Bat Detector

This is one of those fun projects that'll bring a smile to your face. When I heard my first Bat using this detector it reminded me of the thrill I had years ago when I heard my first radio station coming through on a homemade crystal set. I wanted to build this as I always enjoy sitting in my garden after sunset watching the local Bats flittering overhead and thought that hearing them as well would add a further dimension to the experience, which it certainly does. The function of a Bat detector is to pick up the ultrasonic sound that a Bat emits for its echo location (which is too high for us humans to hear) and convert it down in frequency to something that we can hear. There are various ways to achieve this but one of the simplest methods is frequency division. As its name suggests, it takes the high frequency sound that a Bat makes and divides it down to a frequency within our hearing range. Click the play button below to hear a sample of what a Bat sounds like when heard with this bat detector


The circuit has three stages. A preamplifier to boost the signal from the microphone, a divider to down convert the frequency of the Bat to something we can hear and a power amplifier to drive the loudspeaker. The preamp is based on a standard dual opamp and although various types will work, I found the TL072 to be the 'liveliest'. It has two stages, each configured as an inverting amplifier. The first stage is set to a gain of 22 with the second being set at 68. Multiplying these two figures together gives an overall gain of 1496. Experimentation revealed that the circuit was more stable with less gain on the first stage and more on the second. Having too high an overall gain causes the circuit to break into oscillation and so the final figure chosen was a balance between stability and sensitivity

The output from the preamp is fed directly into the clock input of a CD4024 divider IC. This IC has outputs at differing division ratios but the one used here is divide by 16, which gives the perfect detection frequency bandwidth. For example, a 40 kHz signal at the microphone divided by 16 would become 2.5 kHz with 80 kHz becoming 5 kHz, both well within our hearing range. In fact, much higher frequencies could be detected but the limiting factor is the microphone. Microphones are generally used for audio and as such their spec sheets usually only show the frequency response up to about 20 kHz (the top end of our hearing range... well a young persons hearing range anyway!) but in practice some mics do go much higher and can be useable at ultrasonic frequencies. Of course, the output will be much lower but a good preamp should be able to compensate for any losses

Veroboard layout

When designing something like this you have to forget everything you know about Hi-Fi principles as they don't apply here. I wouldn't want to look at any of the waveforms in this circuit with an oscilloscope as I would probably be horrified. The thought of feeding an analogue signal directly into a logic chip is bizarre, but as the signal contains high and low levels it actually triggers the input quite nicely! Because the output level of a logic IC has a constant amplitude, what you hear will not be a perfect representation of the sound a Bat makes (more complex heterodyne detectors are available that will convert amplitude as well) but overall the results are pretty good. To keeps things simple, rather than using a full blown audio amplifier on the output I just used two transistors in push pull configuration as there is enough drive from the divider IC to give plenty of volume from an 8 ohm speaker, which incidentally remains completely silent until a Bat is detected. Because the CD4024 draws very little current and the transistor output stage is biased as class B, the overall quiescent current is mainly just that of the opamp (about 7mA at 9V). I just managed to squeeze it all onto a 9 x 25 hole veroboard so I've shown the cuts and links below in more clarity as it's quite densely packed. Note on the main layout above that some of the pins on the CD4024 DIL socket are shown as White dots instead of Black dots to indicate they've been snipped off and removed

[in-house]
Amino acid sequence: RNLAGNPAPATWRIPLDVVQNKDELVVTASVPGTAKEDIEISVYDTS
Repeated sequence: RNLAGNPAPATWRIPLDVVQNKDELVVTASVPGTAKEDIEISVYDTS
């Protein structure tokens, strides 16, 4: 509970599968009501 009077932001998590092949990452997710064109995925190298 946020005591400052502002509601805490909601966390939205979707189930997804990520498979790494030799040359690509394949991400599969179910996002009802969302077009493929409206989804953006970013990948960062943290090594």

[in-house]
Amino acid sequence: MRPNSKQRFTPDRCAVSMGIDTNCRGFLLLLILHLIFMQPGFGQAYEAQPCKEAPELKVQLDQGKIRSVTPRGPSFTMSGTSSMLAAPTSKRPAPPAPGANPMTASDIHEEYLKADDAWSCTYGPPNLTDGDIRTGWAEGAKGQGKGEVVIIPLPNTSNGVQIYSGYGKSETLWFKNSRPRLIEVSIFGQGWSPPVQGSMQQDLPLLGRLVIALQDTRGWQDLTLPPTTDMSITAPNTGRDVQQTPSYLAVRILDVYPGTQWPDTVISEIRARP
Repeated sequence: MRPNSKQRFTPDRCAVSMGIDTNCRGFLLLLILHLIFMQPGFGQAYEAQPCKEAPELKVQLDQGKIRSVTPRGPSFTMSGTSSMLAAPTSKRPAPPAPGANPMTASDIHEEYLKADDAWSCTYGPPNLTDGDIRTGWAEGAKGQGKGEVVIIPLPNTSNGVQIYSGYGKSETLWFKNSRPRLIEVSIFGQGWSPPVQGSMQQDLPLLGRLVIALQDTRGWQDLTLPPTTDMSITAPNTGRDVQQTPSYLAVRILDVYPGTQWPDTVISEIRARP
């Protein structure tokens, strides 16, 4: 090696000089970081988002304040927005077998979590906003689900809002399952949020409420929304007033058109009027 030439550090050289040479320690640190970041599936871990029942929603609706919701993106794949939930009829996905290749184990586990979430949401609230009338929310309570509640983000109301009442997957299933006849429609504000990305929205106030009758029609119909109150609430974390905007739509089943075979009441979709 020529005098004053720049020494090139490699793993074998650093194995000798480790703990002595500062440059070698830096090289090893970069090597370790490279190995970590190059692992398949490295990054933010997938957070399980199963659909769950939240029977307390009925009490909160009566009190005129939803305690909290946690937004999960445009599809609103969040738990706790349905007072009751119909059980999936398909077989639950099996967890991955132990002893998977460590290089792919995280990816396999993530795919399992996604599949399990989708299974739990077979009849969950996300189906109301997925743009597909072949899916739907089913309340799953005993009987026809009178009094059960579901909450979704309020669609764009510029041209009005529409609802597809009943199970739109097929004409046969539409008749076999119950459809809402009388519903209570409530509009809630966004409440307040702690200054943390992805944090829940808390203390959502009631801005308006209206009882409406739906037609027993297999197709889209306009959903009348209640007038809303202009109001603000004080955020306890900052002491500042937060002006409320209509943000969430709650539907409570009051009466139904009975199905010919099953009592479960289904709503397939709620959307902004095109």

Track cuts and links looking at underside (cuts underneath, links on top)

It doesn't matter how good the electronics is if the microphone used doesn't respond to ultrasonic frequencies, so selecting a suitable microphone is very important if the detector is to work properly. First I tried a dedicated ultrasonic transducer (like the ones used in old fashioned TV remote controls) but didn't have much success. Maybe it was a dud! So after some research on the internet I found three likely candidates which I purchased in order to test. The first was an electret microphone insert popular with Bat detector builders... the Panasonic WM-61A which although now discontinued, is still available from a few eBay sellers at a reasonable price (beware of fakes though!). Then there's the Primo EM258 which is in production, inexpensive and suggested as an equivalent to the Panasonic. My final choice was a MEMS type microphone (Micro-Electro-Mechanical System). These relatively new devices use micro sensors fabricated from silicon and can work well up into the ultrasonic region. The one I tried (and settled on) was the Knowles SPU0410LR5H-QB which although being about twice the price of the electret inserts, still isn't overly expensive